Brew­ing took place for cen­turies at Tem­ple Newsam. Brew­ers were mostly paid by the brew, which was not un­usual for coun­try houses, al­though they were very oc­ca­sion­ally paid an an­nual salary or for sev­eral months’ work at once. The work was ir­reg­u­lar, be­cause not even the largest es­tates had enough de­mand to keep on a brewer full time, so they were usu­ally brought in ca­su­ally when sup­plies were needed. The rhythm of work was dic­tated partly by the sea­sons, with the cooler months be­tween Oc­to­ber and March thought to be the best months for ale pro­duc­tion, but also to sat­isfy a de­mand for par­tic­u­lar events or oc­ca­sions, for which very large quan­ti­ties of al­co­hol could be re­quired. To cel­e­brate the re­cov­ery of Ge­orge III in 1789, for ex­am­ple, Lady Ir­win of Tem­ple Newsam re­leased more than 1,366 gal­lons of ale from her cel­lars to be en­joyed by all on the es­tate, and spent over £110 roast­ing oxen.

A brewer’s work was ex­tremely phys­i­cally de­mand­ing, and not very well paid. It in­volved long hours, heavy lift­ing, manag­ing and han­dling large vol­umes of boil­ing liq­uid, cop­ing with ex­tremely strong and un­pleas­ant smells, and scald­ing and scrub­bing equip­ment that needed to be kept scrupu­lously clean to stop the pre­cious con­coc­tion from spoil­ing (of­ten de­scribed as be­com­ing ‘ropy’ or ‘foxy’). The brew­ing process it­self was a long one, re­quir­ing con­cen­tra­tion and close mon­i­tor­ing of the de­vel­op­ing brew, mean­ing one or two nights with very lit­tle rest or no sleep at all. The brewer’s room at Tem­ple Newsam, which joined onto the brew­house, was sparse with only a ‘long set­tle’ for sit­ting and nap­ping, and a range for cook­ing and keep­ing warm.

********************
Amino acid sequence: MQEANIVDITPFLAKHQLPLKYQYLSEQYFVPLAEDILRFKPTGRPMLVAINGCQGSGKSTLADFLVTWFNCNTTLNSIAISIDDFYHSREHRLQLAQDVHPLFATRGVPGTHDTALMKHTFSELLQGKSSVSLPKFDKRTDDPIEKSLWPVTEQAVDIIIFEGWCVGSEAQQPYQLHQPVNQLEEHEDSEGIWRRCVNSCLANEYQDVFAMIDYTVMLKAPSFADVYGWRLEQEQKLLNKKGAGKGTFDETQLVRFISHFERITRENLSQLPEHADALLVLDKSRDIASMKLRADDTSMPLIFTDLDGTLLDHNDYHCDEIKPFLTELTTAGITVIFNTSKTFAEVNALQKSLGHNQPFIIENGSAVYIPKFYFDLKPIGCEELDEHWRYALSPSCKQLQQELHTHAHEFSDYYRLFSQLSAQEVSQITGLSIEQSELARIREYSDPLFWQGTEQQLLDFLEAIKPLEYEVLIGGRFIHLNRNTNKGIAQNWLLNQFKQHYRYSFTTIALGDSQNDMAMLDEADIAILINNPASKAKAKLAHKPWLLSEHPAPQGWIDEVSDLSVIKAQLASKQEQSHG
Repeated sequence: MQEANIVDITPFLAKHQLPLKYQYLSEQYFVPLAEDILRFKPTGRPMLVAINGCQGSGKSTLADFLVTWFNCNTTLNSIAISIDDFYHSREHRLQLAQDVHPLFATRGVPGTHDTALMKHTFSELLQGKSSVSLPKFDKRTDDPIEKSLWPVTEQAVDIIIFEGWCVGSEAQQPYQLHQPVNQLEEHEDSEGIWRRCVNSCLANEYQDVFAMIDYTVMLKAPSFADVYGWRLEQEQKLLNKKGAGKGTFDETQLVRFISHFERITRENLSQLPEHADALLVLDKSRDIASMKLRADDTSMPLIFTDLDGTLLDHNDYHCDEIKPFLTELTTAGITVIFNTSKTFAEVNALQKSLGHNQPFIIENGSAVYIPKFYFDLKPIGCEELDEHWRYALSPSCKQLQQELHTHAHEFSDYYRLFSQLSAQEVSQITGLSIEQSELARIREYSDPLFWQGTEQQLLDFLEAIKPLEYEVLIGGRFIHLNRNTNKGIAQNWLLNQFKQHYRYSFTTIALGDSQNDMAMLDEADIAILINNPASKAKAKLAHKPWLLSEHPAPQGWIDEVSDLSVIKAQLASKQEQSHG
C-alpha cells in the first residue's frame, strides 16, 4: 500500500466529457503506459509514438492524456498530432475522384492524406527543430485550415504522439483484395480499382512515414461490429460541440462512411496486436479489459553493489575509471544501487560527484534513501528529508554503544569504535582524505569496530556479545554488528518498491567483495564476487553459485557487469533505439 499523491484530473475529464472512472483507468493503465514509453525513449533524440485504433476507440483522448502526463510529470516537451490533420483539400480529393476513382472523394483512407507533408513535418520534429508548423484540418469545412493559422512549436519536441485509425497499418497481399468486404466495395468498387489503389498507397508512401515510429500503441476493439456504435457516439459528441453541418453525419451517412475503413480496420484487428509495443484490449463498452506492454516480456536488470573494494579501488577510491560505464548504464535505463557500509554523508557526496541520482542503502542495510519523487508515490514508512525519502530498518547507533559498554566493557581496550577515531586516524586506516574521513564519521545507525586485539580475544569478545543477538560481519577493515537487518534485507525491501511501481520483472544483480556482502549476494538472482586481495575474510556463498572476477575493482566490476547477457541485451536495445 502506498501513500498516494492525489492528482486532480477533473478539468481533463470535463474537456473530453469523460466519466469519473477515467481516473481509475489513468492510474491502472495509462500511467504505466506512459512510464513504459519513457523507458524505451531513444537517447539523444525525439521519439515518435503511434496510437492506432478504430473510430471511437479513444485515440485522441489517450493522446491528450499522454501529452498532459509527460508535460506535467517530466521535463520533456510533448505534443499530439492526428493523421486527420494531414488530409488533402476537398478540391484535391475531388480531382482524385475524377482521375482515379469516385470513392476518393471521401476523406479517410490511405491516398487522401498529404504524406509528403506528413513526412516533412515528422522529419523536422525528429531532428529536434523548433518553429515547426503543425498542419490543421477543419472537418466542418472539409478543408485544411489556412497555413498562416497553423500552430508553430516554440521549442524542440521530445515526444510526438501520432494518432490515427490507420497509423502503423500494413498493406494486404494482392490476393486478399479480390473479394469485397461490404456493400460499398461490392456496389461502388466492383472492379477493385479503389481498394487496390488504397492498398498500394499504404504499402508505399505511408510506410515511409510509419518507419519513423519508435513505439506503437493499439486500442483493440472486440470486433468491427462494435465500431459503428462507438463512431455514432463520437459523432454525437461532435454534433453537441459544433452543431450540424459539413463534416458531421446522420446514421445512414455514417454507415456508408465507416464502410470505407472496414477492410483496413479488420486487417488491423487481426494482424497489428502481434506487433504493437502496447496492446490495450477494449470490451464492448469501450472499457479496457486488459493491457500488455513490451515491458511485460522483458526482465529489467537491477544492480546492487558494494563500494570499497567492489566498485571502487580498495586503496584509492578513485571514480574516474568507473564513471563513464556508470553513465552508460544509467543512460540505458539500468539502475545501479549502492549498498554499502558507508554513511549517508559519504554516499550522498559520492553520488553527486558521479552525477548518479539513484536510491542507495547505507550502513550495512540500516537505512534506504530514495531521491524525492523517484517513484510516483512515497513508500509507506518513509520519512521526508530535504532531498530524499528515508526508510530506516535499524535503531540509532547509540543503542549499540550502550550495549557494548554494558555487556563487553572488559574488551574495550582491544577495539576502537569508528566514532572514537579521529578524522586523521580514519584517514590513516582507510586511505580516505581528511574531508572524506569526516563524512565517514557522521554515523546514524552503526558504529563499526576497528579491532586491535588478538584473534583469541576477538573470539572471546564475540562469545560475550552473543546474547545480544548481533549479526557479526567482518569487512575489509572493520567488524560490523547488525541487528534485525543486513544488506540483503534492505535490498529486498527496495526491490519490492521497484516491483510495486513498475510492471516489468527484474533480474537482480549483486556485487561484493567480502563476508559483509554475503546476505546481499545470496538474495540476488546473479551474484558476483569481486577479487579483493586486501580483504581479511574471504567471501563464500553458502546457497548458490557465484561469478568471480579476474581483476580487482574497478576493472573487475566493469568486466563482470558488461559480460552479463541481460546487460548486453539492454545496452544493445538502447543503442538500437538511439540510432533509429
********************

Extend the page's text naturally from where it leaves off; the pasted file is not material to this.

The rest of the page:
A pa­tri­otic drink

In the 18th cen­tury beer was of­ten in­trin­si­cally linked to pa­tri­o­tism, par­tic­u­larly when com­pared with ex­pen­sive im­ported drinks such as wine or brandy. The in­hab­i­tants of the back street de­picted in Wil­liam Hog­a­rth’s Beer Street of 1751 are healthy, happy and in­dus­tri­ous, and en­joy large tankards of foam­ing ale (see pages 66–67). A verse below the im­age im­plores the reader to “quaff Thy balmy juice with Glee, / And Wa­ter leave to France”.